How I chose my first Linux distro

Debian, Ubuntu, RHEL, CentOS, Fedora ... where to start!?

by Pete
Published: Updated: 10 minutes read

Before I divulge my chosen distro, it’s essential to grasp the landscape of Ubuntu and its various releases. Rest assured, this isn’t a mere endorsement of Ubuntu but rather an insight into the life cycle of a distro, with Ubuntu serving as a quintessential model known for its stability and robust community.

Canonical Ltd., a UK-based software company offering open-source software with paid support, is the custodian of Ubuntu, a Debian-based distribution. Ubuntu is known for its versatility, boasting multiple desktop environments supported by Canonical or maintained by the community.

Ubuntu flavours can be found here: https://ubuntu.com/desktop/flavors

As the title suggests, my inaugural Linux distribution was Kubuntu, adorned with the KDE desktop. My rationale for choosing KDE will be expounded elsewhere, but for now, let’s delve into Kubuntu.

LTS vs Rolling Releases

In the realm of distros, LTS (long-term support) releases guarantee secure, stable, and dependable platforms, benefiting from extended software support and a standard support duration, typically spanning five years. These LTS releases follow a meticulous timeline to ensure stability, albeit at the expense of immediate access to the latest features. In contrast, Ubuntu introduces major upgrades every two years.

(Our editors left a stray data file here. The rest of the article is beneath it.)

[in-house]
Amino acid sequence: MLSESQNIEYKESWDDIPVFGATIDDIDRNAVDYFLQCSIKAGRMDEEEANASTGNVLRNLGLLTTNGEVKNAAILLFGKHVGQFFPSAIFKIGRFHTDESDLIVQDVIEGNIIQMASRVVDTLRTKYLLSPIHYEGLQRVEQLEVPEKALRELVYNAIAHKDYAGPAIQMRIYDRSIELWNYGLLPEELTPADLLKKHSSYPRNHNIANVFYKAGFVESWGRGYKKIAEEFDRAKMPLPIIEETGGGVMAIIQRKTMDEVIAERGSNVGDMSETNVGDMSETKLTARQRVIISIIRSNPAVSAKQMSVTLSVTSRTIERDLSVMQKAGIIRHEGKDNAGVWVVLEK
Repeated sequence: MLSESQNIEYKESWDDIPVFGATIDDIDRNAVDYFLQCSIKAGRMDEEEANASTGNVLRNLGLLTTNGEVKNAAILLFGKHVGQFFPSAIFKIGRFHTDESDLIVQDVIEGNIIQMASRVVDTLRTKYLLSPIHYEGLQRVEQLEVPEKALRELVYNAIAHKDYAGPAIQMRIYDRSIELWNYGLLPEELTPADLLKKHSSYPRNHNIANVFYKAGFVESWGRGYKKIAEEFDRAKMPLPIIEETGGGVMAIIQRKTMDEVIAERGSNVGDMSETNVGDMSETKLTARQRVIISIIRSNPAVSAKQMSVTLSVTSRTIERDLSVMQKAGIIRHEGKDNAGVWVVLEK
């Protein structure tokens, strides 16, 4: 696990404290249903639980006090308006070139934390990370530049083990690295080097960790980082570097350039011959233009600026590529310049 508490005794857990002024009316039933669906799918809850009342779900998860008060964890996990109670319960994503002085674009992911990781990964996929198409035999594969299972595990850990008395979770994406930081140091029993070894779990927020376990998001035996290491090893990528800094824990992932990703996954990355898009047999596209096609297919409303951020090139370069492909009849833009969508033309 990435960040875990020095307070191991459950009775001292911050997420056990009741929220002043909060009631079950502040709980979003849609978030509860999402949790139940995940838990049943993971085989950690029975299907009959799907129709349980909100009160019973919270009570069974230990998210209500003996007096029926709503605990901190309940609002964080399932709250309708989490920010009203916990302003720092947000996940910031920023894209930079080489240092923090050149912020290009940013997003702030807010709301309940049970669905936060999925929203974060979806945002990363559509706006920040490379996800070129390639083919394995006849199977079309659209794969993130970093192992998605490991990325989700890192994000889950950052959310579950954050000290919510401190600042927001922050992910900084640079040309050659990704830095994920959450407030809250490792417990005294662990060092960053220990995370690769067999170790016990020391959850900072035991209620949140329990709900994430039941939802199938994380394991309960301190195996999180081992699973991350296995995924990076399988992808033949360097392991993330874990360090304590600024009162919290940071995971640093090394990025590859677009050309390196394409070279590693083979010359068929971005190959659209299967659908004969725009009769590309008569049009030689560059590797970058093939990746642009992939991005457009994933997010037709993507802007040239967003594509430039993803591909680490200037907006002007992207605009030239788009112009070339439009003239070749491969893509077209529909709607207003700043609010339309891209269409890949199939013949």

Rolling releases, conversely, target users seeking swift software updates but endure shorter support lifecycles, usually six months. While they grant faster access to major releases, they may compromise stability and reliability.

This distinction, albeit specific to Ubuntu, encapsulates the general concept.

Lifted from the Ubuntu website
Lifted from the Ubuntu website

Other distros may vary slightly, but you get the idea.

For me: as I use my daily for work as well as pleasure, I want it as stable as possible so I chose LTS.

Ubuntu is my choice of base distro

In my perspective, Linux distributions share similarities with automobiles. I drive two Toyotas for their reliability and build quality. My foray into Linux in the mid-90s involved an encounter with a Red Hat distribution, although it wasn’t quite primed for mainstream adoption. Subsequently, Red Hat transitioned into a commercial entity, fading from my radar. While CentOS was explored, it predominantly catered to enterprises.